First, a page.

Eastern Slovakia's offerings include Relax Center Plejsy (40 cm of snow), Litmanov (30 cm), Rittenberg-Spišská Nová Ves (35 cm), and Drienica (30 cm).
Those looking for good skiing in northern and central Slovakia can find it at TMG-Remata (20 cm of snow), Ski-Blanc Ostrý Grúň-Kollárova (20 cm), and Snowparadise Veľka Rača Oščadnica (25 cm).

41.1 percent of Slovaks plan to make resolutions

ACCORDING to a December survey carried out by the TNS agency on a sample of 1,017 respondents over 15 years of age, 41.1 percent of Slovaks plan to make new-year resolutions for 2007.
The planned resolutions mostly concerned leading a healthy lifestyle. Out of those interviewed, 37.8 percent said they would promise to start playing sports, eat healthier food, or lose weight, while 19.4 percent said they would try to study harder, go to university, or successfully complete their studies.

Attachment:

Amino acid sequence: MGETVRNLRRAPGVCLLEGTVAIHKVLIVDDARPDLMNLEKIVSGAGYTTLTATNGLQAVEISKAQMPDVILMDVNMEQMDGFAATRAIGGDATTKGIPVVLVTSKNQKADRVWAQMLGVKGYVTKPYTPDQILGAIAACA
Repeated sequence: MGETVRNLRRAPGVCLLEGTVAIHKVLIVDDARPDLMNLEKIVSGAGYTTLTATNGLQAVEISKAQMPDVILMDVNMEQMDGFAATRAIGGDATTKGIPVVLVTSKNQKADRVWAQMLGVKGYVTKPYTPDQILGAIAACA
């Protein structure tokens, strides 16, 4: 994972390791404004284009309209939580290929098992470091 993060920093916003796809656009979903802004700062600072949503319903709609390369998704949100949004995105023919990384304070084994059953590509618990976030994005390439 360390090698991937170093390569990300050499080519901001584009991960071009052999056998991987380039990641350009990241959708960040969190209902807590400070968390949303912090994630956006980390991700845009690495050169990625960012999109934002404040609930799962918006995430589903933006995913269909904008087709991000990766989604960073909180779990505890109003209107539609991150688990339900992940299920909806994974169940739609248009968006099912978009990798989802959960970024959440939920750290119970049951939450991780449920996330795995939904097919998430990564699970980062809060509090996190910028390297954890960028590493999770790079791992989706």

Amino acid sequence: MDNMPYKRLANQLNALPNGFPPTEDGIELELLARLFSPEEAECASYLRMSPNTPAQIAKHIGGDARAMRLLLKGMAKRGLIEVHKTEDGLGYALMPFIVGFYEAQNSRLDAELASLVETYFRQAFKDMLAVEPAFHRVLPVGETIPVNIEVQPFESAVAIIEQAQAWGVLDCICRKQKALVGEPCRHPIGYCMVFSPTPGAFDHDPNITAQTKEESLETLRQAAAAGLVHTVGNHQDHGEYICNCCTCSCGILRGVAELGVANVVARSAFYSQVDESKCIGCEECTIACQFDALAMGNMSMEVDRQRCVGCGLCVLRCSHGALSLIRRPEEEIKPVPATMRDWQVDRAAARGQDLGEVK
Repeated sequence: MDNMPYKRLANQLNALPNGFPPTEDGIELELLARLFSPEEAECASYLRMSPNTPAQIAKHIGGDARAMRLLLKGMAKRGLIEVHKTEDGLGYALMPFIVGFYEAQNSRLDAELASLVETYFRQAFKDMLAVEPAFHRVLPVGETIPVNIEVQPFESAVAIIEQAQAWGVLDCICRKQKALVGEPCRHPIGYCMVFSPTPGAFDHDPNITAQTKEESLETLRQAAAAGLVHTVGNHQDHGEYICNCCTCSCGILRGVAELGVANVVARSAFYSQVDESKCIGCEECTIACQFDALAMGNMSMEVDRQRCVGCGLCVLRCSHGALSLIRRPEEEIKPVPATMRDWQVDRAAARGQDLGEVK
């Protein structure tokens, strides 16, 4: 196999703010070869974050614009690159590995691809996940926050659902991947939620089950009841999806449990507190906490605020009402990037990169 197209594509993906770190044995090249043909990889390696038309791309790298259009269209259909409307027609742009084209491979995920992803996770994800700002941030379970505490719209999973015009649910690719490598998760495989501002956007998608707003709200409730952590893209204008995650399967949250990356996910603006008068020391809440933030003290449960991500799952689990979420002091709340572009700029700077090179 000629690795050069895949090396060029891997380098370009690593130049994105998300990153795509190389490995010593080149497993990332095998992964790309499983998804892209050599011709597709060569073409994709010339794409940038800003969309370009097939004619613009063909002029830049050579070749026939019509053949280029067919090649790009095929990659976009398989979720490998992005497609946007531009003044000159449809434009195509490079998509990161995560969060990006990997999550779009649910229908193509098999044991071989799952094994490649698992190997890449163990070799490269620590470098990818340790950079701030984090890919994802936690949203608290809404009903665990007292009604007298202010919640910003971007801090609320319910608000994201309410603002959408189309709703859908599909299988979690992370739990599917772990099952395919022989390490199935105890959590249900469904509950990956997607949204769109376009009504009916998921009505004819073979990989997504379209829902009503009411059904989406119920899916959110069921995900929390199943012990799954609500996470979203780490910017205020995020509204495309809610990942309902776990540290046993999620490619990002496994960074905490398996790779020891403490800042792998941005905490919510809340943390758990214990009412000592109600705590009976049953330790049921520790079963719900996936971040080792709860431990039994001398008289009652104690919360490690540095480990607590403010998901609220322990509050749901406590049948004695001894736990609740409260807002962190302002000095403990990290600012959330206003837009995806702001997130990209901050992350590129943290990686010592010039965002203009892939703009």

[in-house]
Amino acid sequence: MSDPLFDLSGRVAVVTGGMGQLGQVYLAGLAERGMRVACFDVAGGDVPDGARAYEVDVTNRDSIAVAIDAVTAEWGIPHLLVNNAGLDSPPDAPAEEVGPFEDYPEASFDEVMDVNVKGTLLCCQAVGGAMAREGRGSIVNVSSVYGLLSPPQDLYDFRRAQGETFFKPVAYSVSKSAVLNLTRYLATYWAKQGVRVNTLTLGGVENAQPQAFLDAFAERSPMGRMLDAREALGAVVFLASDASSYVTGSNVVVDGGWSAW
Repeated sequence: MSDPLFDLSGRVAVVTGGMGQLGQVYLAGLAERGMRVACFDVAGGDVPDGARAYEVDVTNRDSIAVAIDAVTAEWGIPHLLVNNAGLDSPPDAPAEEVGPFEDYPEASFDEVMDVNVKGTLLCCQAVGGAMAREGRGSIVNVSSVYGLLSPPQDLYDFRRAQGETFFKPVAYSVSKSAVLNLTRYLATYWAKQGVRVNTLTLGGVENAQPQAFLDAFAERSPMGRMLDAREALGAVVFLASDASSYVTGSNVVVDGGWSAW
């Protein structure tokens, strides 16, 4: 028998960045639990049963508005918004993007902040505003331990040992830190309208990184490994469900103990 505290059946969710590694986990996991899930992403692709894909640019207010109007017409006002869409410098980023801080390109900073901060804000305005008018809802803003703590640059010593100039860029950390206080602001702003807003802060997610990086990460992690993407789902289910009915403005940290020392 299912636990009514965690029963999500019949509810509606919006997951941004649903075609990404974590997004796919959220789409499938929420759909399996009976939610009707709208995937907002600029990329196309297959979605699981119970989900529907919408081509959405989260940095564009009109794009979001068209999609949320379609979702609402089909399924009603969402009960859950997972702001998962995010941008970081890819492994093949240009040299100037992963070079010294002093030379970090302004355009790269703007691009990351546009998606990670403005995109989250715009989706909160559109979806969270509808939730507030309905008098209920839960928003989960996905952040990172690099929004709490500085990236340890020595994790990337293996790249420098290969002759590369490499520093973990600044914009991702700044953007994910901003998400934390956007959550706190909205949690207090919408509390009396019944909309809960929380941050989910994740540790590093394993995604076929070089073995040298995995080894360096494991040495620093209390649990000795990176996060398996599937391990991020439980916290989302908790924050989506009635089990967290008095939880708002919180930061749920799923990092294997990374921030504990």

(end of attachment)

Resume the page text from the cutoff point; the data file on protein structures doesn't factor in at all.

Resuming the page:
Other popular goals were quitting smoking (17.9 percent), changing jobs or getting promoted (11.2 percent), and devoting more time to family (10 percent). Other resolutions included improving personal qualities (9.1 percent), sorting out housing (5.3 percent), saving money (4.5 percent), going on a good holiday (4.3 percent), devoting more time to oneself (3.6 percent), drinking less (3.3 percent), and getting married before the end of 2007 (2.6 percent).
Seven out of ten respondents who were planning to make new-year resolutions said they would do their best to keep them. Two out of ten said they would probably or certainly not have enough willpower.